Halberstadt et al. (2011a) examined the effects of several psychedelics on the mouse head twitch response (HTR) in wild-type (WT) male C57BL/6J or 5-HT2A knockout (KO) mice. They also assessed investigatory and locomotor activity in the mouse behavioral pattern monitor (BPM). Psilocin and 5-methoxy-N,N-dimethyltryptamine (5-MeO-DMT) produced the HTR in WT mice but not in KO mice. Psilocin and 5-MeO-DMT reduced locomotor activity, investigatory behavior, and center duration in the BPM, and these effects were blocked by the selective 5-HT1A antagonist WAY-100635 (N-[2-[4-(2-methoxyphenyl)-1-piperazinyl]ethyl]- N-(2-pyridyl)cyclohexanecarboxamide), indicating that psilocin and 5-MeO-DMT act as mixed 5-HT1A/5-HT2A agonists. Halberstadt and Geyer (2011) reviewed the extensive literature covering various indoleamines as well as LSD and concluded that although the phenethylamines primarily exert their effects through activation of 5-HT2A receptors, indoleamines can have a significant behavioral component mediated by activation of 5-HT1A receptors.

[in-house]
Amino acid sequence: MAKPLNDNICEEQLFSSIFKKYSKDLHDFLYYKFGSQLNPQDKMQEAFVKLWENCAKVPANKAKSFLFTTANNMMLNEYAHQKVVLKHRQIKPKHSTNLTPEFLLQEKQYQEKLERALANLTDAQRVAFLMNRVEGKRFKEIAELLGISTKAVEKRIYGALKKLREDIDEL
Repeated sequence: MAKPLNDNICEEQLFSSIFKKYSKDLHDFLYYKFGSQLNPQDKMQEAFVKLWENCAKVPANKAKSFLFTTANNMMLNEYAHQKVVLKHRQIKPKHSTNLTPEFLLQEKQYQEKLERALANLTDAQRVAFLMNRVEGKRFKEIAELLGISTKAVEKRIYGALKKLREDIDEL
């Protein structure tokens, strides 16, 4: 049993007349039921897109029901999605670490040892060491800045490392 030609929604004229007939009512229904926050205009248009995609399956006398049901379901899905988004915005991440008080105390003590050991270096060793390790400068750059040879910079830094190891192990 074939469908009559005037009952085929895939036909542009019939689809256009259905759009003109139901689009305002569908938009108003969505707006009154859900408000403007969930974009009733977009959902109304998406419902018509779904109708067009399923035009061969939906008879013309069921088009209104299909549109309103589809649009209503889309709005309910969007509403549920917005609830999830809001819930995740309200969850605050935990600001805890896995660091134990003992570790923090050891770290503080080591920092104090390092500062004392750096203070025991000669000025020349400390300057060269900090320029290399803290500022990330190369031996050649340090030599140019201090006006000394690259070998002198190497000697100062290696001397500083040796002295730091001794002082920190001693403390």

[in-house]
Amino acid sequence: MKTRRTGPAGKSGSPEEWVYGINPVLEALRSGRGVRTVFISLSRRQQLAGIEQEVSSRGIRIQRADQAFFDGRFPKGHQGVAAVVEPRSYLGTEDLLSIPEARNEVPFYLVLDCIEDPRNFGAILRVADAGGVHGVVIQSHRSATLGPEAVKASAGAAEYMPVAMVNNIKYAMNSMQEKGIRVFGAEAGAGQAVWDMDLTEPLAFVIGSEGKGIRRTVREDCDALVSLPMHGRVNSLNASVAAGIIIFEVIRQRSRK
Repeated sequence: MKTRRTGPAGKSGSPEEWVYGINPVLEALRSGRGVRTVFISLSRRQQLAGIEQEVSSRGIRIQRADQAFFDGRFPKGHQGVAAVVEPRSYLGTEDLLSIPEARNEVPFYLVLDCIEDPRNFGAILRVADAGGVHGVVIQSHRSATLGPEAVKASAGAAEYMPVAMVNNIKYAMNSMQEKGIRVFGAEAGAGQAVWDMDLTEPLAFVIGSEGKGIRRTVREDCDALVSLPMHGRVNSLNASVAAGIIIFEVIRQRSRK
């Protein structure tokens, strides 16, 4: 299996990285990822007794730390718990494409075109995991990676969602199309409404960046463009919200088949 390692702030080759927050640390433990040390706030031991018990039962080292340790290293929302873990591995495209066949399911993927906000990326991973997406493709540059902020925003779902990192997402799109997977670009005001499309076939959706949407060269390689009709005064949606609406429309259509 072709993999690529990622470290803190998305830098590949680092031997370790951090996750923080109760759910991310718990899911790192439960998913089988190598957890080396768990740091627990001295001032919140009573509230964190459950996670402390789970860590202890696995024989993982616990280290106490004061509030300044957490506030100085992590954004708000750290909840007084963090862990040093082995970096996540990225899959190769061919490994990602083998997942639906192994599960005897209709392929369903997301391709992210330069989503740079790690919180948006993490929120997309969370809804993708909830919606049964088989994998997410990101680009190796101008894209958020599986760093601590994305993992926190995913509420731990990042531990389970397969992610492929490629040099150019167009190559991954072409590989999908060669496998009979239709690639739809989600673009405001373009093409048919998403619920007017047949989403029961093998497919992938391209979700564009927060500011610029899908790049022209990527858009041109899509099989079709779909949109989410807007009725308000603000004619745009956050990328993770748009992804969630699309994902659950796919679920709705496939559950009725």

Cussac et al. (2008) reported differential agonist action for a series of serotonergic ligands, including LSD and DOI, and using CHO cells stably expressing the human 5-HT2A receptor. [They also used cells transfected with the human 5-HT2B and 5-HT2C (VSV isoform) receptors, obtaining generally similar results, but the discussion here will focus on their work with the 5-HT2A receptor.] They measured specific activation of Gq/11 proteins using a scintillation proximity assay and used a fluorescent imaging plate reader assay to measure intracellular Ca2+ responses. Serotonin and 5-carboxytryptamine gave a 20- to 50-fold greater potency for Ca2+ release than measured for Gq/11 activation, whereas DOI showed only a modest 2-to 3-fold preference for Ca2+ release. As anticipated, M100907 potently blocked serotonin-stimulated Gq/11 proteins. LSD showed a 20-fold higher potency to stimulate Gq/11 than to induce Ca2+ release. The most striking separation between activities was for the nonhallucinogenic 5-HT2A agonist lisuride, which was as potent as DOI in stimulating Gq/11, more than 1000-fold more potent than at Ca2+ release, and was a partial agonist for the two pathways. Interestingly, Ca2+ mobilization is classically considered to be a downstream consequence of Gq/11 activation and subsequent PLC stimulation. Yet the results presented here suggest that Gq/11 signaling may not be the only determinant of Ca2+ signaling. The main result of this study, however, was the ability of different agonists to differentially activate two signaling pathways in the same cell type.